Campaign planning should also include vigorous consideration of religion. In current overseas contingency operations, religion contributes directly to stakeholder identity, power, strategic alignment, and operational outcome. To strength planning, one option would be to integrate religion as a phased line of effort (LOE) in addition to current LOEs defined by political, military, economic, social, infrastructure, and informational (PMESII) systems.216 This would raise religion’s operational significance, but might risk reducing its human significance if religion were to become merely a manipulated element of power. Another option would be to add religion as a supporting objective under both the political and social LOEs.

This would again raise religion’s operational significance, but might additionally elucidate its human significance within political and social systems. Religion must be understood as a power directing, guiding, and living through the behavioral choices of its adherents across formal and informal political, social, and cultural systems.

An issue of supreme importance will involve calculating the strategic room needed for various conceptions of achieving the universalization of Islam. As part II of this paper has argued, the critical issue for Islam today is determining how the faith will achieve its final vision of unity. Various positions within Islam answer this question differently—radical Muslims through the mechanism of militant jihad, conservative Muslims through the vision of a united ummah living under Shari’ah, neotraditionalist Muslims through an updated integration of Islamic tradition within their respective societies, reformed Muslims through a determination and application of enduring Islamic principles to enable Muslim life in modern societies, and secular-state Muslims through a private and community practice of Shari’ah that excludes the power relations of government. In all cases, policy makers will need to understand the conceptions of universalization to which various Islamic positions aspire. Even more, policy makers will need to determine how much active support or passive space the national interests of the United States can afford or allow toward the fulfillment of those aspirations. Knowing the parameters could amount to a national security imperative.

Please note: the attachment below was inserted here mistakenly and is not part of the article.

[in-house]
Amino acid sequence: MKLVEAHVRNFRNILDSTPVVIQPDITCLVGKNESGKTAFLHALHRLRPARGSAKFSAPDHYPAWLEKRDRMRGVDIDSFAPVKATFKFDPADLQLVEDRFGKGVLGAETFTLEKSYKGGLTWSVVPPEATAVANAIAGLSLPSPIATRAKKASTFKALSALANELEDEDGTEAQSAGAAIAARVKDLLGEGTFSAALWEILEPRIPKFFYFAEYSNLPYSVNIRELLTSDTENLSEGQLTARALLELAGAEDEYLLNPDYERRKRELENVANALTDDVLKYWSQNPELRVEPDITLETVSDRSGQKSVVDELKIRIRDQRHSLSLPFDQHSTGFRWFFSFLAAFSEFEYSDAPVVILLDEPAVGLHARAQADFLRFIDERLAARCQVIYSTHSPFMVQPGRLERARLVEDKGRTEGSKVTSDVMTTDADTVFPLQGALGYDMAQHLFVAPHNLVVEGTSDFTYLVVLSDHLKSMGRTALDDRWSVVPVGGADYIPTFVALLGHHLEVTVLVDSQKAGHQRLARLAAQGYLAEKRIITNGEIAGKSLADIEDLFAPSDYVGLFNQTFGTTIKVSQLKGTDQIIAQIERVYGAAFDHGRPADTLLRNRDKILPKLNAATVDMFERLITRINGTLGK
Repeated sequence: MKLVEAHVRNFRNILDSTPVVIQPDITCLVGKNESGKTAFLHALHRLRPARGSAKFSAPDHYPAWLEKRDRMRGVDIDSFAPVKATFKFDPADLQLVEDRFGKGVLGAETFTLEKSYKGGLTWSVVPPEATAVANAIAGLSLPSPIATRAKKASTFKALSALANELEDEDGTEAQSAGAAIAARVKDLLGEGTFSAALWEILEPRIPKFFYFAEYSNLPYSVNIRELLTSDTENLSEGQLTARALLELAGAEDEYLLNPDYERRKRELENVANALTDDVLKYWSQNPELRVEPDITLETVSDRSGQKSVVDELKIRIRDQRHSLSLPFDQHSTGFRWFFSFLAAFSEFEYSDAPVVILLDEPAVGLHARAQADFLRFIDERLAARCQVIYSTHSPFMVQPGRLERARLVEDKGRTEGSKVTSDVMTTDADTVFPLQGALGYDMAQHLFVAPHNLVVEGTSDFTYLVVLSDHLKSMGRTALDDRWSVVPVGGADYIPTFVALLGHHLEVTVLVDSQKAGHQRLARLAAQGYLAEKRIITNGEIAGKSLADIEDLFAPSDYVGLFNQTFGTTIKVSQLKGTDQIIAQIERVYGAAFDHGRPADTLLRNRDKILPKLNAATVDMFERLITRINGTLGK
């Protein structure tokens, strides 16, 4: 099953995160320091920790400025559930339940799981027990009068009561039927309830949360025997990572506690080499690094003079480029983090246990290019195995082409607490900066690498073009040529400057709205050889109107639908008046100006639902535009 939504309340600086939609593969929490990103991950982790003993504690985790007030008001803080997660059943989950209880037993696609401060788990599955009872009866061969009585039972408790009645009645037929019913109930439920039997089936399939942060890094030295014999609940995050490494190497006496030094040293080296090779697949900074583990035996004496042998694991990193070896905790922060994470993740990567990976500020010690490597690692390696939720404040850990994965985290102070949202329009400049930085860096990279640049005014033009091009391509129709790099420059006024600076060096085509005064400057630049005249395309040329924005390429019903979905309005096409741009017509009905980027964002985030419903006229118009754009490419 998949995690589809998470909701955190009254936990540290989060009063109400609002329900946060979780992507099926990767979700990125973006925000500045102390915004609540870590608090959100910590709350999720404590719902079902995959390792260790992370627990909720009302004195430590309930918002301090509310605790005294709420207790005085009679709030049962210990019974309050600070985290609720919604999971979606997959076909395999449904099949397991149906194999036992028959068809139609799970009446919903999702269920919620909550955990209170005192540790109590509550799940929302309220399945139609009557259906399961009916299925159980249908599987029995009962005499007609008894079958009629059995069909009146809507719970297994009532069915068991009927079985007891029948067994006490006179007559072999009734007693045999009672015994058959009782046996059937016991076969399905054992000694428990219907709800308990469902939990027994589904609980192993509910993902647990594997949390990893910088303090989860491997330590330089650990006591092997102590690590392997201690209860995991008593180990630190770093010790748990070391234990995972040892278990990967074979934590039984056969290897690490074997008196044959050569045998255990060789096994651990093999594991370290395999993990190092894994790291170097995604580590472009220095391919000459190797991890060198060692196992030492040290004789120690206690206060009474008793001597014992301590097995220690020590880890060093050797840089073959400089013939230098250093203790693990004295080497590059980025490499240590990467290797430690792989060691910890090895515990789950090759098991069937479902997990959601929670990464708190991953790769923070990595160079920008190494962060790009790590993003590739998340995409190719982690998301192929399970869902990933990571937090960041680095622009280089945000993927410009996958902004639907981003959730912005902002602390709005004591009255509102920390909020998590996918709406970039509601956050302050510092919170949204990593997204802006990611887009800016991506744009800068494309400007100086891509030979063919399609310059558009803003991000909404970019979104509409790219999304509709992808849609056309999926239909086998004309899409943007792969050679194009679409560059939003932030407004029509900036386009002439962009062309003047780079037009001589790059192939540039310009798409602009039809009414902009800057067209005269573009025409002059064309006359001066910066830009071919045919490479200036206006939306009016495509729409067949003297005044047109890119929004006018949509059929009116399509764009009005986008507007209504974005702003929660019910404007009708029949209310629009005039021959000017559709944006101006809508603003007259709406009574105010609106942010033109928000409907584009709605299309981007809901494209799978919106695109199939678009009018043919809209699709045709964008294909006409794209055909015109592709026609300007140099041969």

Finally, that religion will continue to matter, and matter a lot, in the national security challenges of the United States may be a bitter pill for secularist western liberals to swallow. Certain political advisers, academics, and senior leaders of the professions of arms may find it difficult to believe that many 21st century people are still motivated by religion, and that some are even willing to fight and die for their beliefs. Their incredulity is easy to document. National security policy statements, academic texts on cultural frameworks, and even military manuals on counterinsurgency doctrine can discuss their subject matter without examining religion as a power which motivates human behavior. I encourage all to rethink their assumptions and reengage in these critical arenas.

About the Author
Jonathan E. Shaw is a U.S. Army Chaplain (Colonel) currently assigned as Command Chaplain, Combined Arms Center and Fort Leavenworth, Kansas.  His service began in 1974 in the U.S. Army Reserve Officer Training Corps, and has included civilian parishes in Guadalajara, Mexico, and Virginia.  He has served continuously since 1984 as a U.S. Army Chaplain, serving in military units from Battalion to Department of the Army, with deployments to Honduras, Panama, and Iraq.  His academic work includes B.A., Political Science, (Wheaton College, IL, 1978); M.Div., Pastoral Theology, and S.T.M., Systematic Theology (Concordia Theological Seminary, Ft. Wayne, 1984 and 2004); B.A., Ethics (Vanderbilt, 1999); Ethics Instructor for U.S. Army Officers (1999-2002); Diploma (U.S. Army Command and General Staff College, 2003), and M.S.S. (U.S. Army War College, 2010).  He has published extensively in professional journals and in military publications in the areas of U.S. Army religious support doctrine, world religions, ethics, liturgics, homiletics, exegesis, and systematic theology.  Additionally, Chaplain Shaw is a founding editor of the journal Gottesdienst (1990), and has served as Chairman of the Board, District and Congregational Services, of the Lutheran Church—Missouri Synod, his Department of Defense Ecclesiastical Endorsing Agency.

Last Updated on Wednesday, 09 September 2015 11:22